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1 in 3 Americans Is Worried About Not Having Enough Retirement Savings. Do This if You Feel Similarly

Motley Fool - Sun Apr 7, 5:00PM CDT

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People who don't make an effort to save for retirement risk struggling financially later in life. Chances are, you don't want to be one of those people.

That said, many people wonder whether they'll really have enough money to retire comfortably when their careers wrap up. In a Fidelity 2024 financial resolutions survey, 34% of those feeling more stressed about their finances now than in recent years cite not having enough retirement savings as a major worry.

If you're not feeling great about the state of your retirement savings, or you're worried about building savings over time, here's some good news. If you commit to saving for retirement consistently starting now and your senior years are still pretty far away, you have the potential to build up a lot of savings -- without really breaking a sweat.

Small, consistent contributions can go a long way

You might assume that to retire comfortably, you'll need to start socking away 20% of your paycheck or more in an IRA or 401(k). Of course, if you are able to save at that level, great. But rest assured that you can accumulate a lot of savings without giving up one-fifth of your income or more.

Let's say you earn $60,000 a year. If you save 5% of your income for retirement, that's $3,000 a year, or $250 a month.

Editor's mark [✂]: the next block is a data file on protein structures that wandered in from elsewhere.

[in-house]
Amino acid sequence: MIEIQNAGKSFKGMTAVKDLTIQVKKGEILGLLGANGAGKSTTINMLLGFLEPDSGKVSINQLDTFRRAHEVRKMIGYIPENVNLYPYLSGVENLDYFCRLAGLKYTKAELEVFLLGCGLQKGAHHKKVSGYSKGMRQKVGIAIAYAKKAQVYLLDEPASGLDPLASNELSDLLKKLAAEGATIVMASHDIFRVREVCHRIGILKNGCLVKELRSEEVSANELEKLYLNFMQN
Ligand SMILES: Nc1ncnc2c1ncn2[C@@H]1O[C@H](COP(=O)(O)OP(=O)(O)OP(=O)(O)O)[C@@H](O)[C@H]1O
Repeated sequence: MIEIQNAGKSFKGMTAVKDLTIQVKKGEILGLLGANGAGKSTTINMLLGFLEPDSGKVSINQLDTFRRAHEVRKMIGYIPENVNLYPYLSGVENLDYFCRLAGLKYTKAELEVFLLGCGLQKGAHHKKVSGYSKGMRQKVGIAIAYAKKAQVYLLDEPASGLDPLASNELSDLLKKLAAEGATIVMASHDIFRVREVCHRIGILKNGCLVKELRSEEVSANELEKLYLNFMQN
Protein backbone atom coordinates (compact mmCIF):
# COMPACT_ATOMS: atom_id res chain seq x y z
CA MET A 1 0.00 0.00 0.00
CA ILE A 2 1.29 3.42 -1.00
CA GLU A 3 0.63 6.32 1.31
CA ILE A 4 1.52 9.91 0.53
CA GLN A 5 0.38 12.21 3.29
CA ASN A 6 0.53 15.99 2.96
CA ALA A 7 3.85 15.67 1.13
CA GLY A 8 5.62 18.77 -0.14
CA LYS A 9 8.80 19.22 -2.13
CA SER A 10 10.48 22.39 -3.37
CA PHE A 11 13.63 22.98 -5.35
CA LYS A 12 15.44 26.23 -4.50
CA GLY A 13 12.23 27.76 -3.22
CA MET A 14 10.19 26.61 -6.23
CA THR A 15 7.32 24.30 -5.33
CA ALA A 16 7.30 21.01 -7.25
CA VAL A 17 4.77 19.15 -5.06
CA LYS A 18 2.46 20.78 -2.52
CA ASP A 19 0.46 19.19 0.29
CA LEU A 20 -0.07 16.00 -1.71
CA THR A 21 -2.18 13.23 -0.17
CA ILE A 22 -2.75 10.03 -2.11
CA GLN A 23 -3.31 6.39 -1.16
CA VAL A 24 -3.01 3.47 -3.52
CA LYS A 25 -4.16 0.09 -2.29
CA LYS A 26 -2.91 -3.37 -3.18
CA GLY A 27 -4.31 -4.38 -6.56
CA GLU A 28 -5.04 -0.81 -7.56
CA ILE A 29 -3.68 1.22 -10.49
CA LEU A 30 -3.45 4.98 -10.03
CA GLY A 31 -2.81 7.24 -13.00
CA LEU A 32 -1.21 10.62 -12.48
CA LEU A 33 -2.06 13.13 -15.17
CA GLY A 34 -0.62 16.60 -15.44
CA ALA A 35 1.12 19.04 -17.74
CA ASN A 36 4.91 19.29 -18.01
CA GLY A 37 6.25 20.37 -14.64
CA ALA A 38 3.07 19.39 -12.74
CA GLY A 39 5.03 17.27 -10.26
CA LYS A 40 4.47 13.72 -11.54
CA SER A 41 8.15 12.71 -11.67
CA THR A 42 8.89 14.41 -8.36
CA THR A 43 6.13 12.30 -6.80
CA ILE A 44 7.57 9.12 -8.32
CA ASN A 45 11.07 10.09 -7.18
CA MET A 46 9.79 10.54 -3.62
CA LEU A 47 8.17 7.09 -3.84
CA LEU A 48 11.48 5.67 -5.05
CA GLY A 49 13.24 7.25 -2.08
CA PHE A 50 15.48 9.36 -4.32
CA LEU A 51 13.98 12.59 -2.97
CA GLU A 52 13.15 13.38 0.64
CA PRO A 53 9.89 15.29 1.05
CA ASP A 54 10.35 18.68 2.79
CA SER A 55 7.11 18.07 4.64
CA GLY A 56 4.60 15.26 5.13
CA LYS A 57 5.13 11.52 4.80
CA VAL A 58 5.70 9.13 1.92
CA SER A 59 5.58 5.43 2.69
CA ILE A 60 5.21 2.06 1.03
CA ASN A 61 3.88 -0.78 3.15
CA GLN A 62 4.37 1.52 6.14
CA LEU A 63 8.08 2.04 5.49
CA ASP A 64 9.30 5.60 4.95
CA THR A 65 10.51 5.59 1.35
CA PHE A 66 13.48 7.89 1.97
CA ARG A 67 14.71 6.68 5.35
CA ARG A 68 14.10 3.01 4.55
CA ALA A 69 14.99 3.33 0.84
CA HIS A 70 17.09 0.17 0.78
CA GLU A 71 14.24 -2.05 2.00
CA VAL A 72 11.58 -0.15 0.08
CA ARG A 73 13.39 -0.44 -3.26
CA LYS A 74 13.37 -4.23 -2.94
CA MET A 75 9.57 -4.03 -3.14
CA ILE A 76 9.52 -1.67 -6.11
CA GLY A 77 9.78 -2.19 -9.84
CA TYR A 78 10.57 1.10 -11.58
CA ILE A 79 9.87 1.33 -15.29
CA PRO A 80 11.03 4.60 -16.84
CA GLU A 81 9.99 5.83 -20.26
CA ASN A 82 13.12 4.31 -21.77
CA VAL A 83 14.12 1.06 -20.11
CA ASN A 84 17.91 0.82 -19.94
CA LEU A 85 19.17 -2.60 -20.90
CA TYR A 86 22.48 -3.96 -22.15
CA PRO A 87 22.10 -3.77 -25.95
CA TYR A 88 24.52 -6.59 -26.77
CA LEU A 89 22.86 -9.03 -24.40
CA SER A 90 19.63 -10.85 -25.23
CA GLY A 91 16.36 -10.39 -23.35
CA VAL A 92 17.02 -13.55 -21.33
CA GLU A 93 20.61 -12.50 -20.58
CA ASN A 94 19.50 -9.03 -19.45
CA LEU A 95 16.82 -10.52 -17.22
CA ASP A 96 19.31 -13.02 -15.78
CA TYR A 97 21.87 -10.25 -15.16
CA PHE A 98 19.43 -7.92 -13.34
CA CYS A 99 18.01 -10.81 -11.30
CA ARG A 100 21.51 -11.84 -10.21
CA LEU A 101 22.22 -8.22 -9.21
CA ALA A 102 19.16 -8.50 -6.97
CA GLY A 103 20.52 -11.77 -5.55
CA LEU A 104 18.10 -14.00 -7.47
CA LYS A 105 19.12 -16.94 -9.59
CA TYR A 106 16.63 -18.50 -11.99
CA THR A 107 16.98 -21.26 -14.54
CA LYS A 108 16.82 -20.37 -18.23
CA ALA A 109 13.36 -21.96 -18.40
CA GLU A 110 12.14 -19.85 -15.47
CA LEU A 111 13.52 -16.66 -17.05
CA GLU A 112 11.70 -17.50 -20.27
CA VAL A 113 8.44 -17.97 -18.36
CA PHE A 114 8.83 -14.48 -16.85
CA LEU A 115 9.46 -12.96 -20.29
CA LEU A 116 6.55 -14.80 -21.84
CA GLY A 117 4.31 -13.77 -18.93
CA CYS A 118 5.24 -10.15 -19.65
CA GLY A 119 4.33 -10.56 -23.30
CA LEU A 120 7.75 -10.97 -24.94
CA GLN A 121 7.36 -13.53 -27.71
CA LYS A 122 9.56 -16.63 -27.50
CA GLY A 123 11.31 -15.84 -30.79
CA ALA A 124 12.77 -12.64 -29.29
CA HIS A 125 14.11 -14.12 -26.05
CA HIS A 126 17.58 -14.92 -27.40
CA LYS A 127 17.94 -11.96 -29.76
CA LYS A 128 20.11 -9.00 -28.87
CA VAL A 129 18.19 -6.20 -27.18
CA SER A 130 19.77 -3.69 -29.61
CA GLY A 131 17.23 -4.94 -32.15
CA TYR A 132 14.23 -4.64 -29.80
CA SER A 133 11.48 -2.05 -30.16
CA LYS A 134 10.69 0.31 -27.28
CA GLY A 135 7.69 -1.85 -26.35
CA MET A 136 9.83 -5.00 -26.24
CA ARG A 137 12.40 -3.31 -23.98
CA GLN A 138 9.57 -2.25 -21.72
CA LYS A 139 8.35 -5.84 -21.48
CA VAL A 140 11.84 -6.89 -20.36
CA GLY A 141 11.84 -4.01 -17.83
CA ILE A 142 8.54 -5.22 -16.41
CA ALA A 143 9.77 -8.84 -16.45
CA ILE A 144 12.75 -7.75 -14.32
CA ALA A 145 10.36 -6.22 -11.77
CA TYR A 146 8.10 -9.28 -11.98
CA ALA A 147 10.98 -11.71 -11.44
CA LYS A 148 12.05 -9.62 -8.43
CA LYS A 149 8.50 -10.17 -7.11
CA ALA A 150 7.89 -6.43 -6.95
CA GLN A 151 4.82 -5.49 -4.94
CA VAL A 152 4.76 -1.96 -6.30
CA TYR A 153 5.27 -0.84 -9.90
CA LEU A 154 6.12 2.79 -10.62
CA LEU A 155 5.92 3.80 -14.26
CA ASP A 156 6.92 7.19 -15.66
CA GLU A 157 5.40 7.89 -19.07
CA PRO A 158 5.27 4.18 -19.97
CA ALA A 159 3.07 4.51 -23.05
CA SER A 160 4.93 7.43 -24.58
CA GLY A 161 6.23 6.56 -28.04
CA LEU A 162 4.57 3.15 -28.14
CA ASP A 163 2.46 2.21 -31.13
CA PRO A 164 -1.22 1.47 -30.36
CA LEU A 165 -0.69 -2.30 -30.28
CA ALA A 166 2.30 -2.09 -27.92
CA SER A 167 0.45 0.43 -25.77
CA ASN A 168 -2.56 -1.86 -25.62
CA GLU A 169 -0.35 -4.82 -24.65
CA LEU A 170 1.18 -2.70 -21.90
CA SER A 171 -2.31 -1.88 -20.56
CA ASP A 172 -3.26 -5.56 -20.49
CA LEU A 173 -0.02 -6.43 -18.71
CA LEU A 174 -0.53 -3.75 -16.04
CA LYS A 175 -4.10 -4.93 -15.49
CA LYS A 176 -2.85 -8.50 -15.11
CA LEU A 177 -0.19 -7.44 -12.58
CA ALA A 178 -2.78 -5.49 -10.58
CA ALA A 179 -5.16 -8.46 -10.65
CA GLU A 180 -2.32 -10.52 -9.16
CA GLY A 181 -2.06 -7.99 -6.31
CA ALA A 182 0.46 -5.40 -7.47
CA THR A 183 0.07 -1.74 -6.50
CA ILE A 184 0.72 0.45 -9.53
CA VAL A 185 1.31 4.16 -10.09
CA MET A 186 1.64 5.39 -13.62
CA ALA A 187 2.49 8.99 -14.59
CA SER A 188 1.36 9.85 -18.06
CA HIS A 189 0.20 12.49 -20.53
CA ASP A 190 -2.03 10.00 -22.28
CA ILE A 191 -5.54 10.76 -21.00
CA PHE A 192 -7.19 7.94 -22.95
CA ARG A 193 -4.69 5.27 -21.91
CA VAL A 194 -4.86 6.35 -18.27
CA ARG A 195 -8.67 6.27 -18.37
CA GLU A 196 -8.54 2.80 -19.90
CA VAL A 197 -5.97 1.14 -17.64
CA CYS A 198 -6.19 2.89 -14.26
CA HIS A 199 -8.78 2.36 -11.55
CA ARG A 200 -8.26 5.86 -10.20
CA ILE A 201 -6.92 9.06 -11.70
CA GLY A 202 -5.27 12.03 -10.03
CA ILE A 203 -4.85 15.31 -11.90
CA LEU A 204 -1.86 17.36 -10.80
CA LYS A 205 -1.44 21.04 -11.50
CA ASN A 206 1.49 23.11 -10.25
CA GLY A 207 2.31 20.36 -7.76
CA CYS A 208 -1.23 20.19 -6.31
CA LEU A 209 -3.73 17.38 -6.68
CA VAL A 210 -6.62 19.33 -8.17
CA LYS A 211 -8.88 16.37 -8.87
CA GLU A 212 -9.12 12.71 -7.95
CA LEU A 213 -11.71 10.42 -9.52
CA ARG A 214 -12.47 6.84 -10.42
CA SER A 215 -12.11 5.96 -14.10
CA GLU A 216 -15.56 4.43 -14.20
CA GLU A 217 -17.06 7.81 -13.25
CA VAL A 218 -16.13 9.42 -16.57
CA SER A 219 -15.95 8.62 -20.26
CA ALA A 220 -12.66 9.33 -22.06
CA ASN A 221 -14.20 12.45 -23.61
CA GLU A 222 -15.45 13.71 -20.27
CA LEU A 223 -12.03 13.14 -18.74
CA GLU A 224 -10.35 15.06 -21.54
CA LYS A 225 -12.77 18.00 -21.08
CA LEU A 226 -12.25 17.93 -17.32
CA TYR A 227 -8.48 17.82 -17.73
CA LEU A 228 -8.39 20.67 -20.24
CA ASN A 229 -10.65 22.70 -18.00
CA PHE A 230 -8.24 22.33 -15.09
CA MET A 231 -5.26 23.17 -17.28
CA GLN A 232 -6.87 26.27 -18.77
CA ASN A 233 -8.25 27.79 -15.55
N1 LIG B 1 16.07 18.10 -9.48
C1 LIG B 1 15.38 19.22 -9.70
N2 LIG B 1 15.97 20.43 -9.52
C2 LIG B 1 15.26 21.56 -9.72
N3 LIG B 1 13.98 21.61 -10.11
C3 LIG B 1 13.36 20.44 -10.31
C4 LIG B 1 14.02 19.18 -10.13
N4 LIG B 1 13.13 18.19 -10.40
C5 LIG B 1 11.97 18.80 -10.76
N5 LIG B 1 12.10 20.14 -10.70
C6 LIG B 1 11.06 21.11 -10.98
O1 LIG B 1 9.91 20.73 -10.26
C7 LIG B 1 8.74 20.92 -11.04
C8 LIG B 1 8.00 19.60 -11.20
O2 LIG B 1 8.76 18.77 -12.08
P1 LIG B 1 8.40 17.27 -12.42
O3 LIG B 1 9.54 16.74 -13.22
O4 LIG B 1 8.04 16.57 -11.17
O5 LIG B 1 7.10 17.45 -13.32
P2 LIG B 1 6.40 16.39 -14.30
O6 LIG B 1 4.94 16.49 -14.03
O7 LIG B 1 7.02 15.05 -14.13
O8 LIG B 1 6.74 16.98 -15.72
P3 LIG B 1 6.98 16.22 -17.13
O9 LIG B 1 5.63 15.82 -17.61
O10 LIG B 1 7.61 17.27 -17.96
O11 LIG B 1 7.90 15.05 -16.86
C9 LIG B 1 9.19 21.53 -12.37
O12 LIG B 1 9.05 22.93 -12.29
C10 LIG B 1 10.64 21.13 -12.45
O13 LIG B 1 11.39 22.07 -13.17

Invest that sum at an average annual 10% return over the next 30 years, which is consistent with the stock market's long-term average, and you'll end up with a savings balance of over $439,000. If you can save and invest that $250 a month over 35 years, you'll be looking at a balance of $813,000.

But don't just trust yourself to write a check to your retirement savings at the end of each month. Instead, put the process on autopilot.

Make saving for retirement automatic

The nice thing about 401(k) plans is that they get funded automatically via payroll deductions. So once you sign up, you'll have money going into your account without you having to do anything.

It pays to arrange something similar if you'll be saving for retirement in an IRA. Have a portion of your paycheck go into your IRA at the start of each month via an automatic transfer from your checking account. That way, you're more likely to stay on track.

In other words, let's say you have $250 heading into your IRA off the bat at the start of each month. If you do that, and you're tempted to spend $250 on concert tickets at the midpoint of the month, well, maybe you won't, because that money will have been accounted for already. But that's a good thing, because you need those consistent retirement plan contributions to end up with ample cash reserves for your senior self.

Take action rather than worry

It's natural to worry about not having enough retirement savings. But rather than spend time fretting about that, do something about it. Set up that automatic transfer or sign up for your workplace 401(k). The sooner you do, the better.

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